Still, there are some less radical and more interesting suggestions in the comments section which are aimed at redressing the balance. For example, discarding the “friends” feature altogether; or hiding the identity of the submitter until the story rises to the homepage. I like the last idea in particular, since it emphasizes the stories over the users, but still allows users to be identified with their stories once the best ones have come to the front.

Equally, though, there are some awful suggestions which would, to my mind, only make things worse: more points-based systems, in particular, are a no-go as far as I’m concerned. If a user gets minus points for digging poorly performing articles, that means only the big name articles will ever be dugg, so you’d get an even more powerful elite editing cabal.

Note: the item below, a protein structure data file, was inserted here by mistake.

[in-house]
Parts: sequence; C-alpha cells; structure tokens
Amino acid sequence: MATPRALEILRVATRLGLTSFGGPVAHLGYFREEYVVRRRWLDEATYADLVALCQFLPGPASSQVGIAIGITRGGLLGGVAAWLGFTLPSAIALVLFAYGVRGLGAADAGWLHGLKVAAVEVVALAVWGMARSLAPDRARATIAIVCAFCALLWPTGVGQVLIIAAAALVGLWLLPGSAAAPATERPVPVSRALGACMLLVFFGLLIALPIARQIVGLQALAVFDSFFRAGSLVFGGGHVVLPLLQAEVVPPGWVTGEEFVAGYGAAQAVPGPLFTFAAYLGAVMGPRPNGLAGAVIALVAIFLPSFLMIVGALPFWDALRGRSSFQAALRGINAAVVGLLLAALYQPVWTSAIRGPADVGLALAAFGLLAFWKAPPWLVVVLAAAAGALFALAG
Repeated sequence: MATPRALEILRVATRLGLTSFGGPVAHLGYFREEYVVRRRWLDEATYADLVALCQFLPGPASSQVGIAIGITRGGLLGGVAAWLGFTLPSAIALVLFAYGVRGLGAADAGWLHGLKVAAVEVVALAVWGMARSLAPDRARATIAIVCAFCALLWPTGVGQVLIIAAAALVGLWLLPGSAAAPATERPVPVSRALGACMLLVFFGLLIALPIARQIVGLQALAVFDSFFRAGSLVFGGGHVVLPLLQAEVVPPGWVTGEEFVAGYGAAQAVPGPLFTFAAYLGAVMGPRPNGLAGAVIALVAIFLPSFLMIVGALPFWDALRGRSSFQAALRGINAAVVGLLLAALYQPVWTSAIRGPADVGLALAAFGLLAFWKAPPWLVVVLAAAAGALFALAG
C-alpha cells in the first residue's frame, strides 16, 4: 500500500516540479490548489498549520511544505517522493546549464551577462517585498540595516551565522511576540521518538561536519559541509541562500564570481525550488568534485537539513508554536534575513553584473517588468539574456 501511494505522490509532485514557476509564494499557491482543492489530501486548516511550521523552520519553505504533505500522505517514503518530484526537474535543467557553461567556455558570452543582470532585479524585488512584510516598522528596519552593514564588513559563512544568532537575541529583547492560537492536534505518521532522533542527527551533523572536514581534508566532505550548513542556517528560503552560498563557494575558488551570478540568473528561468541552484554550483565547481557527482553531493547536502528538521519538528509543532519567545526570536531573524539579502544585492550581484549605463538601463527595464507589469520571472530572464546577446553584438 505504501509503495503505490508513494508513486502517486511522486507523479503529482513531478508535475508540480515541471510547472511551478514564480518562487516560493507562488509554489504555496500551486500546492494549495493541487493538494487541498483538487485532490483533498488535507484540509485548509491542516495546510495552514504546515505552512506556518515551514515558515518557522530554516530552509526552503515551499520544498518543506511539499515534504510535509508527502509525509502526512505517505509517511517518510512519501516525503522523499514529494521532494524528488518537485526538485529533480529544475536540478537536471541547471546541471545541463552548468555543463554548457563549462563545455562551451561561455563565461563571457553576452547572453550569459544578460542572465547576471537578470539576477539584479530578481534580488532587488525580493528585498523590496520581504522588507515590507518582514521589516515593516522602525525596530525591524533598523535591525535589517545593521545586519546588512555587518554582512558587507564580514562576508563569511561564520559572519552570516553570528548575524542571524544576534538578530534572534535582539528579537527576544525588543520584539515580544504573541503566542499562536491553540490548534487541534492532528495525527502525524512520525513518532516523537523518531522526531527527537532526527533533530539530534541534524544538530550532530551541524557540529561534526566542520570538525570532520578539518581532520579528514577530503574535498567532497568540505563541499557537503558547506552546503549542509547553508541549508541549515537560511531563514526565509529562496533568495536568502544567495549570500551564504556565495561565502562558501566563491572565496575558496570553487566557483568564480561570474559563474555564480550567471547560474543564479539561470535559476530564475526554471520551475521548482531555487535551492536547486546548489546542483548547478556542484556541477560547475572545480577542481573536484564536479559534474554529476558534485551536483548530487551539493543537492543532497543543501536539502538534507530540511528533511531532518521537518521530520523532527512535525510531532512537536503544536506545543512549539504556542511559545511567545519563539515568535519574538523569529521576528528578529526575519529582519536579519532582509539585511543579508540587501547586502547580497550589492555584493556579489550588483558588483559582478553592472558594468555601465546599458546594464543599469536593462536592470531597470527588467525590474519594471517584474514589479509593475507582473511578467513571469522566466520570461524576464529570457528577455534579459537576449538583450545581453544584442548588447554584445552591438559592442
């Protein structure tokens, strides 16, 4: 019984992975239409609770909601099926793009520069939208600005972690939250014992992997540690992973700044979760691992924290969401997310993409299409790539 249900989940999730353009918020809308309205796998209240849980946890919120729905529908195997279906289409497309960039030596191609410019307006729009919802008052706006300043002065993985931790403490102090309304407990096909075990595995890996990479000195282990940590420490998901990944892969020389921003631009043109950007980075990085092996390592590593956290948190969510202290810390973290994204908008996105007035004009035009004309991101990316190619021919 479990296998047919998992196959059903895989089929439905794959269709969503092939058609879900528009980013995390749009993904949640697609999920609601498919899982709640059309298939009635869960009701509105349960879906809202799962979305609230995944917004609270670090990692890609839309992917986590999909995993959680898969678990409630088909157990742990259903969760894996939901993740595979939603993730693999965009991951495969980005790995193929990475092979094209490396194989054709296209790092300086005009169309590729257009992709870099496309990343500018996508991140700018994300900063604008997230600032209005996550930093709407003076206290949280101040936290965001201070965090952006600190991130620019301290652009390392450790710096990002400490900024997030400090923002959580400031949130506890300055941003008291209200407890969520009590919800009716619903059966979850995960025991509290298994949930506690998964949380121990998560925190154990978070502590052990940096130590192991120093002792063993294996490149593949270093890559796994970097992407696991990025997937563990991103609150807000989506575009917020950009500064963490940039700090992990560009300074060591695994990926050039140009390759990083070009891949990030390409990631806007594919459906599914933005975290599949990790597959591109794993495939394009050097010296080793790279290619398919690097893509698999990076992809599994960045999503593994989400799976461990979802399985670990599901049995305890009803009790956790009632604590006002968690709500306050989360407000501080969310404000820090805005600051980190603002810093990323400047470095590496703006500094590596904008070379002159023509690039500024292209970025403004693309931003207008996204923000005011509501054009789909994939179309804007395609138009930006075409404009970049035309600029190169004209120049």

What I think is most interesting about this story is that it highlights the more general issue of online communication in the Web 2.0 age. If digg friendship is not necessarily reciprocal, how will this affect our online communication in the future? Web 2.0 social networking sites have the capacity to connect us to more people than ever. But are we actually “connecting” in any meaningful sense of the word? Or is it rather the case that we’re all in one big room shouting at each other? “This link is cool!” “Read this blog!” “Check out this weird news story!” As Mike Shea asked recently in his blog, just how much unactionable content can we process?

Faced with this onslaught of information competing for our attention, are we just paying attention to whoever shouts the loudest?